Description: The Cope rearrangement is a [3,3]-sigmatropic rearrangement of 1,5-dienes. Heating the 1,5-diene results in a reversible rearrangement reaction.
Notes: Not shown above, but if there is an OH on the 3-position, the resulting product is an enol, which then tautomerizes into a carbonyl. This is known as the Oxy-Cope rearrangement and is generally not reversible.
Notes: Example 1 is a fairly typical Cope rearrangement. The product will be favored slightly since it is a more substituted alkene (recall that alkene stability increases as the number of attached carbons increases).
The second example involves the opening of a strained ring (cyclobutane) which has a strong driving force due to the release of ring strain in cyclobutane (ca. 26 kcal/mol).
Example 4 is an Oxy-cope reaction, which forms an enol that then tautomerizes to an aldehyde. The last example shows an Oxy-Cope where a new 10-membered ring is formed.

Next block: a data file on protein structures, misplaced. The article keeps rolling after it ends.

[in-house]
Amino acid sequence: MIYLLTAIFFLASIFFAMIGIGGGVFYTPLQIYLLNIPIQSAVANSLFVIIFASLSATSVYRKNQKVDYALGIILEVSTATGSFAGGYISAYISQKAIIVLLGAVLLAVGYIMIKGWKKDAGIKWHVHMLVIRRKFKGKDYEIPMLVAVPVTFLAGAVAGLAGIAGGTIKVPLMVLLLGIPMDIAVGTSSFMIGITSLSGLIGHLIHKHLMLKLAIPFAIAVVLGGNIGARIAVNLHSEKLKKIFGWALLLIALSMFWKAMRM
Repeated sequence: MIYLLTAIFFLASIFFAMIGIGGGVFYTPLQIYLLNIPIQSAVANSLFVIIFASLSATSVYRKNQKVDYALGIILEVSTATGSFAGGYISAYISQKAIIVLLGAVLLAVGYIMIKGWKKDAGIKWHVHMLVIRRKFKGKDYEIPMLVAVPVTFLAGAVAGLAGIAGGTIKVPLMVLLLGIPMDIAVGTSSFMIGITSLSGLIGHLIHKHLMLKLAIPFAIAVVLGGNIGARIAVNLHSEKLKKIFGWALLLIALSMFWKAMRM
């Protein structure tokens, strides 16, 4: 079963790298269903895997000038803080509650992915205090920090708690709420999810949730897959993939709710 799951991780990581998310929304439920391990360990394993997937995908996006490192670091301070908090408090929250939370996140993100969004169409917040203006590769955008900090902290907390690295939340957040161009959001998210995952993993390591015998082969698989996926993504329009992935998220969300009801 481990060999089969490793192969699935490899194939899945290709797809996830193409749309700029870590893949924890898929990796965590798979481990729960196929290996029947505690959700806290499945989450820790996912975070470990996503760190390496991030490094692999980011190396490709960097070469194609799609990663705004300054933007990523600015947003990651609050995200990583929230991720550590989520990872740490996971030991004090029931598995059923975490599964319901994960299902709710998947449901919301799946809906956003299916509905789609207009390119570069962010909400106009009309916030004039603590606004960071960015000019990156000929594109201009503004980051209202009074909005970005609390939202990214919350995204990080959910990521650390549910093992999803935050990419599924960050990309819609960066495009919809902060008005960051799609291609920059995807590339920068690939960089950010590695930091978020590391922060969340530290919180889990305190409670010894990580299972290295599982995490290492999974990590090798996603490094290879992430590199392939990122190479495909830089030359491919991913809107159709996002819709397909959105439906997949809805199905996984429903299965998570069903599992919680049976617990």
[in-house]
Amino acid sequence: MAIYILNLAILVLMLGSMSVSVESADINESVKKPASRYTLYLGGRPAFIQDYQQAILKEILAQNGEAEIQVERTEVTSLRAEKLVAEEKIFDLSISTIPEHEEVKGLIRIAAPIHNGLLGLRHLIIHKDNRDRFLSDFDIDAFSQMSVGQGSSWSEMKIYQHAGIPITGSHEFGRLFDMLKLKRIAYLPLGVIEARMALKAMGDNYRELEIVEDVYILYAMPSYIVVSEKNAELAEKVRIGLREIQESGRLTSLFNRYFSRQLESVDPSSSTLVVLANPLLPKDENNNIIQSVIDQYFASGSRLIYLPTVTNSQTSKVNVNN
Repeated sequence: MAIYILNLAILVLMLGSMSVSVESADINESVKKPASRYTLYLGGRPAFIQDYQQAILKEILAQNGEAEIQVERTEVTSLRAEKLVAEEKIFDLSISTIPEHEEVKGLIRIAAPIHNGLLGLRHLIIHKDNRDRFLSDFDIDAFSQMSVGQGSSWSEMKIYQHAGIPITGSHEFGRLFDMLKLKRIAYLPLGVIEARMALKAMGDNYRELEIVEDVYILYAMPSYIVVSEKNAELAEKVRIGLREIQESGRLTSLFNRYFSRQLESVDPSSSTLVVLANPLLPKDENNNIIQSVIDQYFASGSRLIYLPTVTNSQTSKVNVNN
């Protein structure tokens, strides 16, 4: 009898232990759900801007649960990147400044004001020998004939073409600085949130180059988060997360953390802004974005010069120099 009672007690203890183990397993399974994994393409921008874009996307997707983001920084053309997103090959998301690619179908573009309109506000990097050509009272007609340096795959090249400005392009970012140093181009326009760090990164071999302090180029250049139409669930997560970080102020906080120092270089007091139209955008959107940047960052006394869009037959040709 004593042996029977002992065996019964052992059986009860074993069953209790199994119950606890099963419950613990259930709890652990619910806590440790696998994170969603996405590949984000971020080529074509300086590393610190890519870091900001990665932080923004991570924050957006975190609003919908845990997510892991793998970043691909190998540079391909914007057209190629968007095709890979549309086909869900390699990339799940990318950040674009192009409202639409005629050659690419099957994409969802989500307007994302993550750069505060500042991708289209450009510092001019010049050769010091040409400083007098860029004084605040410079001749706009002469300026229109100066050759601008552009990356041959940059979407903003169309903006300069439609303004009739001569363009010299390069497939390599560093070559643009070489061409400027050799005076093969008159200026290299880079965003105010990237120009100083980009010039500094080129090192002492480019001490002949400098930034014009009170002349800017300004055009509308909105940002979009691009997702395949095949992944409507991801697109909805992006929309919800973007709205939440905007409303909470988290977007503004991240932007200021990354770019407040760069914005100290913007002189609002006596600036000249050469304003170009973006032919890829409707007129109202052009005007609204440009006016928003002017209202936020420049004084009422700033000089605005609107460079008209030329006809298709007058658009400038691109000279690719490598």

Like all pericyclic reactions, the Cope rearrangement occurs in a single step with a concerted transition state.
In this step (Step 1, arrows A, B, and C) two C-C pi bonds are broken along with a single C-C sigma bond, and two C-C pi bonds are formed along with a single C-C sigma bond.
Here’s the Oxy-Cope in action:
Notes: In most cases, heat is generally required to get the Cope rearrangement to occur since it has a fairly high activation energy (about 33 kcal/mol). A typical value is about 150°C.
For more, see this post: The Cope and Claisen Rearrangements